Table 4

Number of areas affected by pain by age and sex (proportion of respondents %)

DISABILITY

Five hundred and sixteen responders (11.4%) did not complete the mHAQ fully and were excluded from the analysis. The median mHAQ score for all age-sex bands was zero. The proportion of people with some disability (mHAQ score > zero) rose progressively with age (χ2 test for trend = 175.67, p<0.001, 1df) (table 5). Disability scores were similar for men and women up to the age of 65, after which women reported significantly higher levels of disability. Sixty per cent of women aged 75 and over reported some disability, compared with only 41% of men of the same age (χ2 = 41.08; p<0.0001, 1df).

Table 5

Relation between pain in individual joint areas and functional ability (mHAQ) (proportion of subjects %)

The proportion of subjects with some disability (mHAQ>0) varied according to the area(s) of pain reported (table 5). Disability was highest among subjects reporting pain in three or more joint areas and/or “most joints” with over 70% in all age groups having an mHAQ above zero. Global disability was also high among those reporting isolated back or knee pain, while upper limb symptoms caused less global disability. This is not to say that people with, for example, shoulder pain are not disabled but that their disability is not global and so not detected by the mHAQ. None of the activities listed in the mHAQ would require the arms to be elevated above 90°.

RELATION BETWEEN DEPRIVATION SCORE AND PAIN AND DISABILITY

A significant difference, with regards to the Carstairs score, was found between those who reported musculoskeletal pain at any site and those who did not (χ2 = 13.25, p<0.05, 4df). The proportion of subjects with musculoskeletal pain increased as deprivation score increased (χ2 test for trend = 11.46, p<0.001, 1df) (table 6). The prevalence of pain increased to some degree for most anatomical sites as the deprivation score rose. The trend was most marked for back pain but was also significant for hip pain, knee pain and pain in “most joints”. The relation between social deprivation and disability was less marked (table 7). There was a significant increase in the prevalence of global disability (mHAQ > 0) with deprivation category for women aged 45–74 and men aged 45–64.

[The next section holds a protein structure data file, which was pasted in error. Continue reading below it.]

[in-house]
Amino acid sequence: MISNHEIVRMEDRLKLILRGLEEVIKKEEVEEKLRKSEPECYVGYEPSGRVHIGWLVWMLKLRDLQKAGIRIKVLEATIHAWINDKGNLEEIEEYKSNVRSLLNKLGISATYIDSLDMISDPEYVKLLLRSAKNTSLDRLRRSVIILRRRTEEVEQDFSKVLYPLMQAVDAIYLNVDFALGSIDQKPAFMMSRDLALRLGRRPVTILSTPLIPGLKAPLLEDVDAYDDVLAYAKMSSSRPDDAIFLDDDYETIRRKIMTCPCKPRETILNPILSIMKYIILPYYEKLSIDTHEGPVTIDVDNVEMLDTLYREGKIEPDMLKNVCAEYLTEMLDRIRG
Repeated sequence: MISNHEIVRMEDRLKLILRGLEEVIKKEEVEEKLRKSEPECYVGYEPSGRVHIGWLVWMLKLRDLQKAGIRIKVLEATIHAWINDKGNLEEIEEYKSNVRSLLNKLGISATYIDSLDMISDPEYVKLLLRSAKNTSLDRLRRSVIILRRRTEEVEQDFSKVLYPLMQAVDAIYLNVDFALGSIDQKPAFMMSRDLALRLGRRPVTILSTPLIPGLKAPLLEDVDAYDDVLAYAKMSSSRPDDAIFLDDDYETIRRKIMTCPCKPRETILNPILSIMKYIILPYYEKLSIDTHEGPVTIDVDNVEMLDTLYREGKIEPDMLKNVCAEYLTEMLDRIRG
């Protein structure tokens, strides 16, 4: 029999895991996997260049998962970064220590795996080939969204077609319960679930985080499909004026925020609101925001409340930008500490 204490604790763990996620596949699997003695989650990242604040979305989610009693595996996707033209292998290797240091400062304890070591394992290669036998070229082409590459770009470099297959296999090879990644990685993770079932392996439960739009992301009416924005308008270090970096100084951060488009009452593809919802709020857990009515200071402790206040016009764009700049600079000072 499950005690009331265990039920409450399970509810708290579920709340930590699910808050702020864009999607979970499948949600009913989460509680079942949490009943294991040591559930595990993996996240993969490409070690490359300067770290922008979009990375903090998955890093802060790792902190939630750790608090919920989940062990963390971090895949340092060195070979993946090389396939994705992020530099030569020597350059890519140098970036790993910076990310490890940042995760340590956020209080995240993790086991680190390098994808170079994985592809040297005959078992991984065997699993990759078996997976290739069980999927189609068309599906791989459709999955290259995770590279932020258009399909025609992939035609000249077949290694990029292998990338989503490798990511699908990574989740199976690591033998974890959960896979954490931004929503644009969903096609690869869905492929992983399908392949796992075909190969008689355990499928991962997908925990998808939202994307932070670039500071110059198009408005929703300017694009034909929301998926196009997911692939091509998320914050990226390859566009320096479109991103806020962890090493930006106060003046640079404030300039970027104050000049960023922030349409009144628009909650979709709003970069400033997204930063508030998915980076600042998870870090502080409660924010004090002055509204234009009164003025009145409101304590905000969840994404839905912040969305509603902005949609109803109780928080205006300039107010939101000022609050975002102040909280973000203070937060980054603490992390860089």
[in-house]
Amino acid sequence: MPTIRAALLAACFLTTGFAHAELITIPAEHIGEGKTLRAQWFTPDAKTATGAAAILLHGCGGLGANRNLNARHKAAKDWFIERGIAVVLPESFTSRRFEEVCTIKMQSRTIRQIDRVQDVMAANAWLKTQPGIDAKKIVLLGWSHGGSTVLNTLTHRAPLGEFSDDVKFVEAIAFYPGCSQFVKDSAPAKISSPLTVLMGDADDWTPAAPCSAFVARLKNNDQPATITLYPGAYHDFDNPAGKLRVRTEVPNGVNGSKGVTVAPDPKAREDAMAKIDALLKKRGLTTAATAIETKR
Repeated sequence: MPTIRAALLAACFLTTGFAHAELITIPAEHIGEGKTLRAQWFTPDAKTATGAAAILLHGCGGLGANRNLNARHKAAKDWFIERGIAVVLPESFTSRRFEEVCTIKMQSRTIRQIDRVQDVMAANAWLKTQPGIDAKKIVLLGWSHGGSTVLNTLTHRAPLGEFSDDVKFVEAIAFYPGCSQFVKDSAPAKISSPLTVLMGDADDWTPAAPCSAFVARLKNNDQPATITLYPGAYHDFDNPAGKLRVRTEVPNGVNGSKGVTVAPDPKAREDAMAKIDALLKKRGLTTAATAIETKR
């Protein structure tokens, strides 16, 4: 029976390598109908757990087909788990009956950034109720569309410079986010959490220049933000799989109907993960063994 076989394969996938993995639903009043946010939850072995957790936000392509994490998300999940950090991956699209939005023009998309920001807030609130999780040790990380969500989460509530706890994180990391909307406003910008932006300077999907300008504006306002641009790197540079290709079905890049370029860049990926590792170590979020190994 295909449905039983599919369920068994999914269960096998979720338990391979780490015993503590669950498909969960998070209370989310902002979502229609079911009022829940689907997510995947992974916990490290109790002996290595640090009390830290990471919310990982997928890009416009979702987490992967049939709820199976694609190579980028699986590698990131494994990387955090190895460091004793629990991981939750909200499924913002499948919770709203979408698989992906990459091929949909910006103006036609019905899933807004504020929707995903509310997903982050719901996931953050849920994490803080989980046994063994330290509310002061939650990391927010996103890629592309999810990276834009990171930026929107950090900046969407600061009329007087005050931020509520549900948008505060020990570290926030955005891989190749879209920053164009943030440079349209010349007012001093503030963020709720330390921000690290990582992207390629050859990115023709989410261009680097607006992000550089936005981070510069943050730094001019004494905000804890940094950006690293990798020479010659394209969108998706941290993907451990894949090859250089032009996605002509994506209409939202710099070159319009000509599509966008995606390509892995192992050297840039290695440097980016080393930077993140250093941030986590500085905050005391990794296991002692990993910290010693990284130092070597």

Table 6

Prevalence of musculoskeletal (MS) pain by Carstairs Index in respondents (%)

Table 7

Proportion of subjects (%) with mHAQ >0 by age/sex band and Carstairs Index

ESTIMATED PREVALENCE OF PAIN IN THE TAMESIDE AND GLOSSOP ADULT POPULATION

An adjusted prevalence rate for the population of Tameside and Glossop, for pain in each of the individual joint areas, was estimated by direct standardisation using the figures for age and sex distribution from the 1991 census (table 8). Forty seven per cent (95% CI 45, 49) of the adult population can be expected to have had musculoskeletal pain lasting for more than one week in the past month. The most common sites of pain would be back (23%) followed by knee (19%) and shoulder (16%). Sixteen per cent (95% CI 15, 18) of the population would have pain in three or more joint areas.

Table 8

Adjusted prevalence of self reported pain by site affected in Tameside and Glossop population (per 100)

NON-RESPONSE BIAS

A significant difference was found between the Carstairs scores for non-responders and responders (χ2 = 37.82, p<0.001, 4df). Only 18.1% of those living in the more affluent areas (Carstairs category 2) were non-responders compared with 29.0% in the more deprived areas (Carstairs category 6 and 7). As deprivation increased (with regards to area of residence) the proportion of non-responders increased (χ2 test for trend = 32.05, p<0.001, 1df). A 15% stratified random sample of non-responders was selected and compared with a random sample of responders matched for age/sex band and practice. Information on the number of GP visits over the past 12 months for all reasons and for musculoskeletal symptoms, co-morbidity, current medication, and previous specialist referrals for musculoskeletal related conditions was collected from the medical records of 167 non-responders and 167 responders. Analysis was conducted for each practice separately. The only significant difference was that responders in practice 2 had visited their GPs more often over the past 12 months than non-responders. However, there was a tendency for responders to have more co-morbidity and more previous specialist referrals in all practices.

Discussion